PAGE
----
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‘I do not think the U.S. is currently in a recession’: Fed Chair Jerome Powell weighs in on the economy after raising interest rates

July 27, 2022, 7:21 PM UTC
Jerome Powell
Federal Reserve Board Chairman Jerome Powell speaks during a news conference following a meeting of the Federal Open Market Committee (FOMC) at the headquarters of the Federal Reserve, July 27, 2022 in Washington, DC.
Drew Angerer/Getty Images

The Federal Reserve just raised interest rates by 75 basis points to bring down inflation, but chair Jerome Powell doesn’t believe that the economy is in a recession.

“I do not think the U.S. is currently in a recession. And the reason is, there are just too many areas of the economy, performing too well. I would point to the labor market in particular,” Powell said at a press conference following the Fed’s decision.

Debate on Wall Street over whether the U.S. is in a recession has been raging ever since first-quarter gross domestic product (GDP) contracted. One common technical definition of a recession involves two consecutive quarters of declining GDP, and the Atlanta Federal Reserve’s GDP tracker currently estimates that U.S. GDP sank 1.2% in the second quarter. 

The true GDP data won’t come out until tomorrow, but even if it does show a contraction in GDP for the second consecutive quarter, Powell said he doesn’t view that as a sign of a U.S. recession.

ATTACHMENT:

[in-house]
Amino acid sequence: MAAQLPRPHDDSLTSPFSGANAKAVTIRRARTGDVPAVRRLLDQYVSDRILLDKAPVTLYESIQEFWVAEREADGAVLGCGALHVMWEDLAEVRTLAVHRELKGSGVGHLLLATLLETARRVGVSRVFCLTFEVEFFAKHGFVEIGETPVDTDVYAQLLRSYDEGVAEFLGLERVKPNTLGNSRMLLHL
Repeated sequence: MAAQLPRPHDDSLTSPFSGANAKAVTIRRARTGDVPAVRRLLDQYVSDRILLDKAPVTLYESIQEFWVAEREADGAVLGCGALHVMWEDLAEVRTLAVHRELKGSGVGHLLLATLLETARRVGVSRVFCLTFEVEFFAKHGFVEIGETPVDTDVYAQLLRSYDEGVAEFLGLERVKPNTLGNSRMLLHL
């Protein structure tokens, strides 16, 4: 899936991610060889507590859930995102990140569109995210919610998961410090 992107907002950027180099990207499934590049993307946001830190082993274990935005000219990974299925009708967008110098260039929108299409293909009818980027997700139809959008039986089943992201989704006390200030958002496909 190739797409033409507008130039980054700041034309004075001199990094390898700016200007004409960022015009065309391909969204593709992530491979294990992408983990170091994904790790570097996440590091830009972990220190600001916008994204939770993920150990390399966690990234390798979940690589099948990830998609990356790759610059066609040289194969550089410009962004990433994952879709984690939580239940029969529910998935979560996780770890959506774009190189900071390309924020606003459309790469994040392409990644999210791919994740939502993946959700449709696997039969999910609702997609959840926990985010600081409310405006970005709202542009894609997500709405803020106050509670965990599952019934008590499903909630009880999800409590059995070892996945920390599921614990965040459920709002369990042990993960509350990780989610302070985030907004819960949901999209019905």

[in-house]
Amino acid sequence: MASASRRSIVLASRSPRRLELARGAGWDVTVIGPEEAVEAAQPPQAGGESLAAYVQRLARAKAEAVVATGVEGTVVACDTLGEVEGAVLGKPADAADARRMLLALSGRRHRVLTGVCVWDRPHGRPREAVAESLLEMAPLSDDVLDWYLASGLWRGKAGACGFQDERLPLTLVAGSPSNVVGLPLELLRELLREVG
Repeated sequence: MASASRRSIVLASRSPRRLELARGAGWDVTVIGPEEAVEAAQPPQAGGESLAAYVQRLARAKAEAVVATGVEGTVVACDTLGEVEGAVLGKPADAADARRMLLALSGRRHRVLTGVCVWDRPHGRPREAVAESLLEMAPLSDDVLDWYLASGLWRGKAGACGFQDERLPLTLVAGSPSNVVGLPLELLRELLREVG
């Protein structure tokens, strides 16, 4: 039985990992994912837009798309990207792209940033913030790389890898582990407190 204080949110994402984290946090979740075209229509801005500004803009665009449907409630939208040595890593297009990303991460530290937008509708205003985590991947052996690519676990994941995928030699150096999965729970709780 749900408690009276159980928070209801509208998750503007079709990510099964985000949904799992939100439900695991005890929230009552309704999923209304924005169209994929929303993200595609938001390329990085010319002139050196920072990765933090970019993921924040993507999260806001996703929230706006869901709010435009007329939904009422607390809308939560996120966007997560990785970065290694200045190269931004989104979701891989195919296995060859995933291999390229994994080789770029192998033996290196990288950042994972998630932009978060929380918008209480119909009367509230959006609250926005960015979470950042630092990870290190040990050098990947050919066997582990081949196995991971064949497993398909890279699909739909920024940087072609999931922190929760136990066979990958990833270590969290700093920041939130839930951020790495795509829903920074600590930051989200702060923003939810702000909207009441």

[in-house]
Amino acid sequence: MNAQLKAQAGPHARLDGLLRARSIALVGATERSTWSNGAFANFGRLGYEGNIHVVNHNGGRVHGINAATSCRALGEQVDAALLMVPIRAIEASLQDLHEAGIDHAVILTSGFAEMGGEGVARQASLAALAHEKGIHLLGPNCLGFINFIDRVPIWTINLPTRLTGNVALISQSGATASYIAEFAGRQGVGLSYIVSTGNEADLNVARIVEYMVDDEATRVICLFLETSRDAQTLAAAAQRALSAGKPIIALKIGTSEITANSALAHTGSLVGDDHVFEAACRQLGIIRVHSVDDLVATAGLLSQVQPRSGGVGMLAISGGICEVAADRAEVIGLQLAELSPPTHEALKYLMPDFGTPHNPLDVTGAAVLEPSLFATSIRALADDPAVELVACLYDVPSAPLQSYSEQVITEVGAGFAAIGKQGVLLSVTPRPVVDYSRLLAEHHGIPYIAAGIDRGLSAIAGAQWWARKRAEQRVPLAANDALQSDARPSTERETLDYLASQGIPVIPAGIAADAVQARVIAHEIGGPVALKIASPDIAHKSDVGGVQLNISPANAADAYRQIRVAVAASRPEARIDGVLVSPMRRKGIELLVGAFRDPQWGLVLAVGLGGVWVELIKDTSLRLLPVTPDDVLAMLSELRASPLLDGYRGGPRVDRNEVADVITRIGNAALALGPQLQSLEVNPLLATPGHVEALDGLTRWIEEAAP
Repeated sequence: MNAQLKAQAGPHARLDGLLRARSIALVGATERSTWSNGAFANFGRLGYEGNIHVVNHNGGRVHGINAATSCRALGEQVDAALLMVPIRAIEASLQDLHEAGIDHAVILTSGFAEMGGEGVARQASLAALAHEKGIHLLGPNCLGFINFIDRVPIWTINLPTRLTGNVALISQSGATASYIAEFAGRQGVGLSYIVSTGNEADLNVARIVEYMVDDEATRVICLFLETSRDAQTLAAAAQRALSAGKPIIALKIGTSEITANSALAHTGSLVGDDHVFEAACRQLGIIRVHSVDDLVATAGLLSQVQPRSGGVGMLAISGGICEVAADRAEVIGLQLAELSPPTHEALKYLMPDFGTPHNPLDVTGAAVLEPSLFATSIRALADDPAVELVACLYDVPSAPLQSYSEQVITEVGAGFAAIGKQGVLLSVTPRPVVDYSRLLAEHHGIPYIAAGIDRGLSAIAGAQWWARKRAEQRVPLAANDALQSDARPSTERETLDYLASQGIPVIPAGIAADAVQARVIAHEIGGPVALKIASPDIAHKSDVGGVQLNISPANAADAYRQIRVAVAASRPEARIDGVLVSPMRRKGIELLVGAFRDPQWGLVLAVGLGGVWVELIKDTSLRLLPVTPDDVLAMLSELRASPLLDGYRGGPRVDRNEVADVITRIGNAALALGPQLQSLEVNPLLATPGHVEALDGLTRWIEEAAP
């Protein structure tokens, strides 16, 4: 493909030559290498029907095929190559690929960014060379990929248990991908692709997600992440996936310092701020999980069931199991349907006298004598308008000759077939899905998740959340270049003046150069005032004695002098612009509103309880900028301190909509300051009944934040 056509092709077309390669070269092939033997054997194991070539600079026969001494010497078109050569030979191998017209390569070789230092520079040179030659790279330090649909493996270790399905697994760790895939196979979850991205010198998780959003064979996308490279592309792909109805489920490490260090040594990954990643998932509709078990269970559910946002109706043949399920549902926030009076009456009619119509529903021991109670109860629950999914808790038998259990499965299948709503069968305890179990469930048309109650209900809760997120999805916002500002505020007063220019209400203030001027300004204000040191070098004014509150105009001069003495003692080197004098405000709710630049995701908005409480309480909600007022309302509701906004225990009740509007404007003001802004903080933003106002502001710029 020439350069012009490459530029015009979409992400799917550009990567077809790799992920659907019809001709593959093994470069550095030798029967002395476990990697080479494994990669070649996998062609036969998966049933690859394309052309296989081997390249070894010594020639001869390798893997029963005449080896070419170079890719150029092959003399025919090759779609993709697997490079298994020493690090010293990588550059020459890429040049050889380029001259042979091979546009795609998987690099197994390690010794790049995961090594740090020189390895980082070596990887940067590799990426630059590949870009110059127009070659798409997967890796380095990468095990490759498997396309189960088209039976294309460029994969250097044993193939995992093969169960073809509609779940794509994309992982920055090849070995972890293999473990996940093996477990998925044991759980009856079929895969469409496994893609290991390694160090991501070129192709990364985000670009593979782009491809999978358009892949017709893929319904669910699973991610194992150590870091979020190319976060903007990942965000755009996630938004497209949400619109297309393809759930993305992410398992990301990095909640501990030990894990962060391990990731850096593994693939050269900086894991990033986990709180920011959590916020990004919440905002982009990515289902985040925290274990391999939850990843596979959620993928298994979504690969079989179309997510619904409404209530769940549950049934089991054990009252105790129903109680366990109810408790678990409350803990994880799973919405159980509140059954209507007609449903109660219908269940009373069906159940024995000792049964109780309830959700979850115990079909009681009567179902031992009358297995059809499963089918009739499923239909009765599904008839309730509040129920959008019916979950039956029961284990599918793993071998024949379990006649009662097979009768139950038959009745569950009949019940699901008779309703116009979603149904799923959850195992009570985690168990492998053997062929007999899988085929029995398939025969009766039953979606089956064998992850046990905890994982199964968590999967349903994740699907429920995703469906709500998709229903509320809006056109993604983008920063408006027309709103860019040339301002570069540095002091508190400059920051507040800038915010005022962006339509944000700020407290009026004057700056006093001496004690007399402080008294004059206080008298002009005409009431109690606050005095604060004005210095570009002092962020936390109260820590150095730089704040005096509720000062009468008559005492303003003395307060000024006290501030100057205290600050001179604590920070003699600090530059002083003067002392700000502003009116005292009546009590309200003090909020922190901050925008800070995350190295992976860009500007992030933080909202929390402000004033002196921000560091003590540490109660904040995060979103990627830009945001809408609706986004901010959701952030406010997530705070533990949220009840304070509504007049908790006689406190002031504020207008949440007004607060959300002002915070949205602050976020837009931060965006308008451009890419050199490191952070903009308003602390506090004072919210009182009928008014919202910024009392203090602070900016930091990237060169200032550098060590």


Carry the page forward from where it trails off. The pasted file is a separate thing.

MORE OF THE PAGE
“Generally the GDP numbers do have a tendency to be revised pretty significantly,” he said. “You tend to take first GDP reports with a grain of salt.”

He argued that the strong labor market is a sign that the U.S. is far from entering a true economic downturn. 

“2.7 million people hired in the first half of the year, it doesn’t make sense that the economy would be in recession,” he said.

Powell added that the Fed will likely slow the pace of its interest-rate increases over the coming months, noting that the size of future rate hikes will be based on incoming economic data.

He also said that the Fed won’t be providing as much guidance on the path of future rate increases moving forward, arguing that it makes more sense to use a “meeting-by-meeting” basis.

Jay Hatfield, CEO of Infrastructure Capital Advisors, said Powell’s comments were “slightly dovish” and helped to support a rally in tech stocks that started this morning.

However, Hatfield noted that Powell “recognized that the economy is softening while the job market remains strong.”

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